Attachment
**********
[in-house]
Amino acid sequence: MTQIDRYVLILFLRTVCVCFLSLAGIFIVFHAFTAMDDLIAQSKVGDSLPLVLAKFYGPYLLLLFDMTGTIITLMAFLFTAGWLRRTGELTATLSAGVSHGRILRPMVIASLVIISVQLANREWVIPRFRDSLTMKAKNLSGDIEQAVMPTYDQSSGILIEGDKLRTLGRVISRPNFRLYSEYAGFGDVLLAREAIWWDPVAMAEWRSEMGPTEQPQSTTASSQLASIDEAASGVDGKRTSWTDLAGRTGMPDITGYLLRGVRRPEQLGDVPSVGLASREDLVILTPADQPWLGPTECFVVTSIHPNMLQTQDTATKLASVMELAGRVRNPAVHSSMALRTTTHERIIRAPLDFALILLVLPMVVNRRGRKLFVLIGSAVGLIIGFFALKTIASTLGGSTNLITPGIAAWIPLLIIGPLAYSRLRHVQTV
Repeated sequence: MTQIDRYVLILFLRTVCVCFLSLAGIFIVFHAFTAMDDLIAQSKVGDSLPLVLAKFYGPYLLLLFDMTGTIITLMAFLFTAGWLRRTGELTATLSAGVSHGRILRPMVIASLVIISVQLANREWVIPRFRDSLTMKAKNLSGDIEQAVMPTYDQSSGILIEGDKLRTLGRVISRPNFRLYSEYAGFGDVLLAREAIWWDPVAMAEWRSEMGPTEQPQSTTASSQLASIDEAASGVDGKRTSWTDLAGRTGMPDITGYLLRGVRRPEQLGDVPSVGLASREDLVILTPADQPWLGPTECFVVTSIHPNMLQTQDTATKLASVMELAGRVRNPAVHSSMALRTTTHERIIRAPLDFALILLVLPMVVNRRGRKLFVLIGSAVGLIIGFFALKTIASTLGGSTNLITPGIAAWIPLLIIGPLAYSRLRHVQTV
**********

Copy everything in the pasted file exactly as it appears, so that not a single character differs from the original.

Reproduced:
[in-house]
Amino acid sequence: MTQIDRYVLILFLRTVCVCFLSLAGIFIVFHAFTAMDDLIAQSKVGDSLPLVLAKFYGPYLLLLFDMTGTIITLMAFLFTAGWLRRTGELTATLSAGVSHGRILRPMVIASLVIISVQLANREWVIPRFRDSLTMKAKNLSGDIEQAVMPTYDQSSGILIEGDKLRTLGRVISRPNFRLYSEYAGFGDVLLAREAIWWDPVAMAEWRSEMGPTEQPQSTTASSQLASIDEAASGVDGKRTSWTDLAGRTGMPDITGYLLRGVRRPEQLGDVPSVGLASREDLVILTPADQPWLGPTECFVVTSIHPNMLQTQDTATKLASVMELAGRVRNPAVHSSMALRTTTHERIIRAPLDFALILLVLPMVVNRRGRKLFVLIGSAVGLIIGFFALKTIASTLGGSTNLITPGIAAWIPLLIIGPLAYSRLRHVQTV
Repeated sequence: MTQIDRYVLILFLRTVCVCFLSLAGIFIVFHAFTAMDDLIAQSKVGDSLPLVLAKFYGPYLLLLFDMTGTIITLMAFLFTAGWLRRTGELTATLSAGVSHGRILRPMVIASLVIISVQLANREWVIPRFRDSLTMKAKNLSGDIEQAVMPTYDQSSGILIEGDKLRTLGRVISRPNFRLYSEYAGFGDVLLAREAIWWDPVAMAEWRSEMGPTEQPQSTTASSQLASIDEAASGVDGKRTSWTDLAGRTGMPDITGYLLRGVRRPEQLGDVPSVGLASREDLVILTPADQPWLGPTECFVVTSIHPNMLQTQDTATKLASVMELAGRVRNPAVHSSMALRTTTHERIIRAPLDFALILLVLPMVVNRRGRKLFVLIGSAVGLIIGFFALKTIASTLGGSTNLITPGIAAWIPLLIIGPLAYSRLRHVQTV